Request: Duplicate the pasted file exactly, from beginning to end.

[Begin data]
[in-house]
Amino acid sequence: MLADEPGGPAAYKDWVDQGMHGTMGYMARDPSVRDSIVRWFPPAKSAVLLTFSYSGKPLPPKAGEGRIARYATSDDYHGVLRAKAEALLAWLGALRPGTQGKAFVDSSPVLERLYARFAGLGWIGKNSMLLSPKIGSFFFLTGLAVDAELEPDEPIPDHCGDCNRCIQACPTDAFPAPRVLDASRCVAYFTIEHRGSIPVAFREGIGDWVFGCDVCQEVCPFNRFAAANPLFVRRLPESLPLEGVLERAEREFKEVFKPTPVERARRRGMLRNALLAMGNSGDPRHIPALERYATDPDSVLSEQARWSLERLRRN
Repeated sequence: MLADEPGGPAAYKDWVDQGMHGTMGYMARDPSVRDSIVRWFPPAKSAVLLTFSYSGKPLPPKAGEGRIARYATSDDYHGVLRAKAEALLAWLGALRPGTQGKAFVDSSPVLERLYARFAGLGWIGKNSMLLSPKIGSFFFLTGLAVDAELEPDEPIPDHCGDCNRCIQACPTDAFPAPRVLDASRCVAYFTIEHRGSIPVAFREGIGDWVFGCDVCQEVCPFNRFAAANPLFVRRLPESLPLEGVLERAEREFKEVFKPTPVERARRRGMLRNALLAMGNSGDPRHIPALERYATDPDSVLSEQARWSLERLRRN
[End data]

[in-house]
Amino acid sequence: MLADEPGGPAAYKDWVDQGMHGTMGYMARDPSVRDSIVRWFPPAKSAVLLTFSYSGKPLPPKAGEGRIARYATSDDYHGVLRAKAEALLAWLGALRPGTQGKAFVDSSPVLERLYARFAGLGWIGKNSMLLSPKIGSFFFLTGLAVDAELEPDEPIPDHCGDCNRCIQACPTDAFPAPRVLDASRCVAYFTIEHRGSIPVAFREGIGDWVFGCDVCQEVCPFNRFAAANPLFVRRLPESLPLEGVLERAEREFKEVFKPTPVERARRRGMLRNALLAMGNSGDPRHIPALERYATDPDSVLSEQARWSLERLRRN
Repeated sequence: MLADEPGGPAAYKDWVDQGMHGTMGYMARDPSVRDSIVRWFPPAKSAVLLTFSYSGKPLPPKAGEGRIARYATSDDYHGVLRAKAEALLAWLGALRPGTQGKAFVDSSPVLERLYARFAGLGWIGKNSMLLSPKIGSFFFLTGLAVDAELEPDEPIPDHCGDCNRCIQACPTDAFPAPRVLDASRCVAYFTIEHRGSIPVAFREGIGDWVFGCDVCQEVCPFNRFAAANPLFVRRLPESLPLEGVLERAEREFKEVFKPTPVERARRRGMLRNALLAMGNSGDPRHIPALERYATDPDSVLSEQARWSLERLRRN